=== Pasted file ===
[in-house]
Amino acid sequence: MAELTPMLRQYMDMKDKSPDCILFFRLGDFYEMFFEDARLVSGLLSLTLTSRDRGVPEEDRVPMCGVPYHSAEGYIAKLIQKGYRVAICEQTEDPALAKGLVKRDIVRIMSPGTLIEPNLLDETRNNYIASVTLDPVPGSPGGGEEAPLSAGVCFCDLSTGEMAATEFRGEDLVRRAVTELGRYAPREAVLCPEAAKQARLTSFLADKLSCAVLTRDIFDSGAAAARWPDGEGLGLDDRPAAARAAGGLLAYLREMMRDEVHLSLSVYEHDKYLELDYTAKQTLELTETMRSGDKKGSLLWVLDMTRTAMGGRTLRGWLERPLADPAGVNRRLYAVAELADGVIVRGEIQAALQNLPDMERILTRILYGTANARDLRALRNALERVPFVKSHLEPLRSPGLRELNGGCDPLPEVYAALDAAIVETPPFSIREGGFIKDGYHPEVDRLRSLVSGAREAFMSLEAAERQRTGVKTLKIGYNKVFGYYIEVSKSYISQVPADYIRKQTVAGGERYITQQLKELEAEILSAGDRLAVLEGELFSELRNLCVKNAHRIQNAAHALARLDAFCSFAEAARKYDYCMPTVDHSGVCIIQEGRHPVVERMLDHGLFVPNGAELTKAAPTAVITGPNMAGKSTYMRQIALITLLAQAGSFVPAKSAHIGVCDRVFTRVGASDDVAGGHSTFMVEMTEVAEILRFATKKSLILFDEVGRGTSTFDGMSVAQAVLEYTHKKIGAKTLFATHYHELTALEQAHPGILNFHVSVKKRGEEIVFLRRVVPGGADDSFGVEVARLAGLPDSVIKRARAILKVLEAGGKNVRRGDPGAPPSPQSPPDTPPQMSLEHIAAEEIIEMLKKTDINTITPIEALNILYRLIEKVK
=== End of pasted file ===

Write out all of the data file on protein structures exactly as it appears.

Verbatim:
[in-house]
Amino acid sequence: MAELTPMLRQYMDMKDKSPDCILFFRLGDFYEMFFEDARLVSGLLSLTLTSRDRGVPEEDRVPMCGVPYHSAEGYIAKLIQKGYRVAICEQTEDPALAKGLVKRDIVRIMSPGTLIEPNLLDETRNNYIASVTLDPVPGSPGGGEEAPLSAGVCFCDLSTGEMAATEFRGEDLVRRAVTELGRYAPREAVLCPEAAKQARLTSFLADKLSCAVLTRDIFDSGAAAARWPDGEGLGLDDRPAAARAAGGLLAYLREMMRDEVHLSLSVYEHDKYLELDYTAKQTLELTETMRSGDKKGSLLWVLDMTRTAMGGRTLRGWLERPLADPAGVNRRLYAVAELADGVIVRGEIQAALQNLPDMERILTRILYGTANARDLRALRNALERVPFVKSHLEPLRSPGLRELNGGCDPLPEVYAALDAAIVETPPFSIREGGFIKDGYHPEVDRLRSLVSGAREAFMSLEAAERQRTGVKTLKIGYNKVFGYYIEVSKSYISQVPADYIRKQTVAGGERYITQQLKELEAEILSAGDRLAVLEGELFSELRNLCVKNAHRIQNAAHALARLDAFCSFAEAARKYDYCMPTVDHSGVCIIQEGRHPVVERMLDHGLFVPNGAELTKAAPTAVITGPNMAGKSTYMRQIALITLLAQAGSFVPAKSAHIGVCDRVFTRVGASDDVAGGHSTFMVEMTEVAEILRFATKKSLILFDEVGRGTSTFDGMSVAQAVLEYTHKKIGAKTLFATHYHELTALEQAHPGILNFHVSVKKRGEEIVFLRRVVPGGADDSFGVEVARLAGLPDSVIKRARAILKVLEAGGKNVRRGDPGAPPSPQSPPDTPPQMSLEHIAAEEIIEMLKKTDINTITPIEALNILYRLIEKVK